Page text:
Leaving Oakland…for London?
Maximising markets, nurturing profits, exploiting additional revenue streams – the NFL and its major stakeholders aren’t shrinking violets when it comes to exploiting cities and fans that they pertain to love, franchise owners will pit cities against each other for the honour of ‘permanently’ hosting their franchise. Unlike British sport where the major sporting organisations are somewhat conservative, perhaps almost secretive, about its future plans and aspirations; in some cases – such as Arsenal Football Club – the ownership is so convoluted that fans and the media alike cannot be sure who actually makes the final decisions. As Arsene Wenger, the Premier League’s longest serving managers leadership is in doubt there is still no clear indication from the powers that be as to what the future holds for the manager and, of course, the fans.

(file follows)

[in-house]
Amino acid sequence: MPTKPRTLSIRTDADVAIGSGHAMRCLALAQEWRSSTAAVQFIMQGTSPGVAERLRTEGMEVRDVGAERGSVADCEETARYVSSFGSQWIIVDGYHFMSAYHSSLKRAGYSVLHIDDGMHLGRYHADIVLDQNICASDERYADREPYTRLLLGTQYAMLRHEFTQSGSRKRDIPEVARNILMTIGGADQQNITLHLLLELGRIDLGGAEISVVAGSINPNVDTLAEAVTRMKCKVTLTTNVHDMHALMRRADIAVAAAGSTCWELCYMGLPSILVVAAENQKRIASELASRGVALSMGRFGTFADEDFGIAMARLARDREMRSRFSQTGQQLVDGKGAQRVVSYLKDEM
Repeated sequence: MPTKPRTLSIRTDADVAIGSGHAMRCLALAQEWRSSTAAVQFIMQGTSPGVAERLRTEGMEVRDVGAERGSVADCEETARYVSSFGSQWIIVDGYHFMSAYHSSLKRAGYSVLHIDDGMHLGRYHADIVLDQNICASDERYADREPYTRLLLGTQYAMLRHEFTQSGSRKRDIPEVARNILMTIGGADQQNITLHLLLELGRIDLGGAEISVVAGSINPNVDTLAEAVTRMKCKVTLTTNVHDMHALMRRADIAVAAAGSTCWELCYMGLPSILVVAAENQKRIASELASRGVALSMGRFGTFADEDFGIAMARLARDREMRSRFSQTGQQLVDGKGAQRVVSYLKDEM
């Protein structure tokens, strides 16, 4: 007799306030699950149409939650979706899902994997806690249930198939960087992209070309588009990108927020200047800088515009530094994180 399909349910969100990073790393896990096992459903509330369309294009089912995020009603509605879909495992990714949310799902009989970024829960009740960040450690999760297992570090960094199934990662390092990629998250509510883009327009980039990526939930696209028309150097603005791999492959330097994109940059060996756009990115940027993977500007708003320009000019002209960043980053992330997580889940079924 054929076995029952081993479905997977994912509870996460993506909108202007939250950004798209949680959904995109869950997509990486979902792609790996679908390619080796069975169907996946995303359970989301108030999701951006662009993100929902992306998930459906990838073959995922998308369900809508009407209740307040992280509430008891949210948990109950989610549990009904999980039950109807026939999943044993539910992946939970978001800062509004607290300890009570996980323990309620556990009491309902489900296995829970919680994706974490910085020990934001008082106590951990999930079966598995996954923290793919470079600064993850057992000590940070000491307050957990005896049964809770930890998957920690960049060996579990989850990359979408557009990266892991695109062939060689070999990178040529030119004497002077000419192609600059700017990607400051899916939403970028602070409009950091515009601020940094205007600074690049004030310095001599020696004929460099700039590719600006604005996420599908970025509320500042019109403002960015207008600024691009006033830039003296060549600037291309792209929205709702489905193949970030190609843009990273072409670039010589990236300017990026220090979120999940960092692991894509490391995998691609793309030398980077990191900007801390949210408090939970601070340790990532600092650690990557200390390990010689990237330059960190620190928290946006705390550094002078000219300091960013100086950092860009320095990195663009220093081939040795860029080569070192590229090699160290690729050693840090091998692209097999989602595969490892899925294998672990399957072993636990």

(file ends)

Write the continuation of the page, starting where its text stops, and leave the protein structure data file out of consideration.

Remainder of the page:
However, in typical American fashion NFL owners are not quite so tentative, quite ballsy and open with their bullish demands for new stadia investment and money spinning incentives. On both sides of the Atlantic the owners unquestionably have a level of social responsibility to their established customer (or fan) base; I appreciate that British football (or Soccer) clubs were established predominately over one hundred years ago – many of them formed from church groups (Everton FC) or working sports clubs (Manchester United) they have their roots deeply invested in the local social and economic fabric of the area.
NFL franchises have always had a lot more flexibility in moving cities when they are not receiving the level of financial investment required to ensure that dollar worth of every seat available is maximised. The controversial and quite rapid moves of both the Charger and Raider franchise signifies a worryingly new trend amongst the owners and the regulation body that governs them.